Published on November 25th, 2015 |1
Buckhead Theatre stage for battle against racism in MARTA expansion vote
“It’s racism. We’ve got to recognize it and call it what it is,” said North American Properties’ Mark Toro, speaking out about the defeat of the T-SPLOST in 2012 and more than 40 years of resistance by suburban counties to MARTA’s expansion.
Toro, who is spearheading the new effort before the Georgia Legislature and metro Atlanta voters as chair of the Urban Land Institute Atlanta’s Livable Communities Council to lobby suburban cities in North was speaking to more than 250 commercial real estate professionals at a Bisnow seminar on millennials.
Toro was one of many commercial real estate leaders who made big, but overwhelmingly unsuccessful, pushes with voters in 2012 for the statewide T-SPLOST, claiming “there is no Plan B” for that plan to raise $8 billion for road and MARTA projects.
Voters within I-285 were highly supportive, while voters in the suburbs were ice cold to the 2012 vote.
“MARTA is deeply polarizing in the suburban communities as it has been for 40 years-plus,” Toro told the audience. “The train runs both ways, and we don’t want those people out here. That is the prevailing theme in suburban communities.”
As an interesting sidelight, almost concurrent with Toro’s remarks, The relatively new North Fulton city of Johns Creek voted a strong statement that it did not want MARTA extended out to that part of North Fulton and did not want the extra half-penny sales tax.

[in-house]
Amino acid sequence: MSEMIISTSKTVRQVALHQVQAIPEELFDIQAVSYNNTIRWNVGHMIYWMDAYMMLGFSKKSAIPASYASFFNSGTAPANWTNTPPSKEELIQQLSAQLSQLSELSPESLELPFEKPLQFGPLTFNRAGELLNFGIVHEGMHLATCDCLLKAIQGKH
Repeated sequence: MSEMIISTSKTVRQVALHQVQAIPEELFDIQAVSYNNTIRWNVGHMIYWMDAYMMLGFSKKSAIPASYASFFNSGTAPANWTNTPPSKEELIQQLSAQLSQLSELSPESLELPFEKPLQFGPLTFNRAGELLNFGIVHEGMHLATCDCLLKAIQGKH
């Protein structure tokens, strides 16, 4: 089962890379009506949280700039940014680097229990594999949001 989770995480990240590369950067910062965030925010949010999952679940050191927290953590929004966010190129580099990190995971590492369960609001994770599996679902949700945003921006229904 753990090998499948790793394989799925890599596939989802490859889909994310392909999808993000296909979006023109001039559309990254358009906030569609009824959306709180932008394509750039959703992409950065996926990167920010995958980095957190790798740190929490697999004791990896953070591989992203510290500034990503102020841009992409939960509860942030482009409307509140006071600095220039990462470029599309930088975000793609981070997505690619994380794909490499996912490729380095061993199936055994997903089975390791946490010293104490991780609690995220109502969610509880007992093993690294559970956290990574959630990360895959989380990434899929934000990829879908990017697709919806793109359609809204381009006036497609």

If approved for referendum and then approved by voters in DeKalb and Fulton, the new half-penny sales tax would raise billions through 2057 to help fund three major expansion programs: MARTA heavy rail 12 miles further into Alpharetta along GA 400, another heavy rail extension east-west along I-20 into the Stonecrest Mall area, and a light rail system to connect 8.8 miles from Lindbergh Center in Buckhead to Avondale Estates.
Toro also has a personal and business vested interest in the rail extension to Alpharetta, since his company is the developer of Avalon there—and he lives at Avalon—and his company also owns most of Atlantic Station. He would be able to take MARTA easily between both properties.
Also on the Bisnow panel moderated by Toro, was Engel & Volkes Intown Atlanta’s Randy Gibbs, and MARTA’s Amanda Rhein who also support the efforts to support the new MARTA funding initiative.
Gibbs, who is African-American and lives in the southwest Atlanta community of Adairs Park, agreed with Toro that Atlanta is divided racially, as well as socially and economically. “We need to deal with that diversity,” he told the audience.
He added, “We need to make our (real estate) produces more affordable for all and throughout the Atlanta area, including along transit. We have to be very focused on dealing with that diversity.”
During discussion, there was some open criticism of the Atlanta Braves decision to move to an area with no direct MARTA connection. When asked how the project will fare due to that, Rhein responded: “I expect they will learn their lesson the hard way.”
Cobb County has been one of the decades long holdouts from accepting MARTA.